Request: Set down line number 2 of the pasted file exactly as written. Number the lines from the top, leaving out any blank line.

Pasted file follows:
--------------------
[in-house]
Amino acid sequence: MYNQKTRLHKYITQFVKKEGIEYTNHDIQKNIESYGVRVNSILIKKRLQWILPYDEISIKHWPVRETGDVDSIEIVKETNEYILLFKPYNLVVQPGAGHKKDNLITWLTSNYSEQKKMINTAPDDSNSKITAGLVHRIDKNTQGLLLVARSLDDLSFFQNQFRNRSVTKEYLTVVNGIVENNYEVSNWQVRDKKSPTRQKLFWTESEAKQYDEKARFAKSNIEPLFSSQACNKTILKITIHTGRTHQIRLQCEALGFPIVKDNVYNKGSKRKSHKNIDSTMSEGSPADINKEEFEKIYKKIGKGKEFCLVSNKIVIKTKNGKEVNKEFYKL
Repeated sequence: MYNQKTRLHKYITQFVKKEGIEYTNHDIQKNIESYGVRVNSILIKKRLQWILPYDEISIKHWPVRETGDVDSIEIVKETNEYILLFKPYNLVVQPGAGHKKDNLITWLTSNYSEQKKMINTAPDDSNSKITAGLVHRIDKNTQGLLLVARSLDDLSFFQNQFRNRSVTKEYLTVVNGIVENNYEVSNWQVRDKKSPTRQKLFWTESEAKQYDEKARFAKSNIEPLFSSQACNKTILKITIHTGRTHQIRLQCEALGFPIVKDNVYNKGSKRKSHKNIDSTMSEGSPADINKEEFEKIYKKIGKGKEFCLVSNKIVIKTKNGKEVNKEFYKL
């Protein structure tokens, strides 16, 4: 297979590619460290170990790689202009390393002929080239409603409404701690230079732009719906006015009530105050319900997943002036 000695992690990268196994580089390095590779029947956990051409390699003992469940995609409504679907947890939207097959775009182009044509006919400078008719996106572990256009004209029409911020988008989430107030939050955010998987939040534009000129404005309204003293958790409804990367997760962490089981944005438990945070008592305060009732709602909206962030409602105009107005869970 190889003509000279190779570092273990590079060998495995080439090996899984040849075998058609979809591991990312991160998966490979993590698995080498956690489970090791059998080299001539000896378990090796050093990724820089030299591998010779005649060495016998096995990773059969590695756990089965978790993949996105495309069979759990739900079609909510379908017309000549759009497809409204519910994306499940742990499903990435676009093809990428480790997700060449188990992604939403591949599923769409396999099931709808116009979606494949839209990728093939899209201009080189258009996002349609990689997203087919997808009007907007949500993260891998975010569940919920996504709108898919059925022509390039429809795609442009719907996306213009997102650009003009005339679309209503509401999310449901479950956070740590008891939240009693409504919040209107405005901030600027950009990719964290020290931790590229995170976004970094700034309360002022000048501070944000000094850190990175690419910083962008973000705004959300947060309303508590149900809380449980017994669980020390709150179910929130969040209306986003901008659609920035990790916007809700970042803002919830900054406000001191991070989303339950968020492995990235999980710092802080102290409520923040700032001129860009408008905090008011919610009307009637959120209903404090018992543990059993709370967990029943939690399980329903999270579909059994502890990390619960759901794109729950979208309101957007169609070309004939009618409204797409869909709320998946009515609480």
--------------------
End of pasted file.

Amino acid sequence: MYNQKTRLHKYITQFVKKEGIEYTNHDIQKNIESYGVRVNSILIKKRLQWILPYDEISIKHWPVRETGDVDSIEIVKETNEYILLFKPYNLVVQPGAGHKKDNLITWLTSNYSEQKKMINTAPDDSNSKITAGLVHRIDKNTQGLLLVARSLDDLSFFQNQFRNRSVTKEYLTVVNGIVENNYEVSNWQVRDKKSPTRQKLFWTESEAKQYDEKARFAKSNIEPLFSSQACNKTILKITIHTGRTHQIRLQCEALGFPIVKDNVYNKGSKRKSHKNIDSTMSEGSPADINKEEFEKIYKKIGKGKEFCLVSNKIVIKTKNGKEVNKEFYKL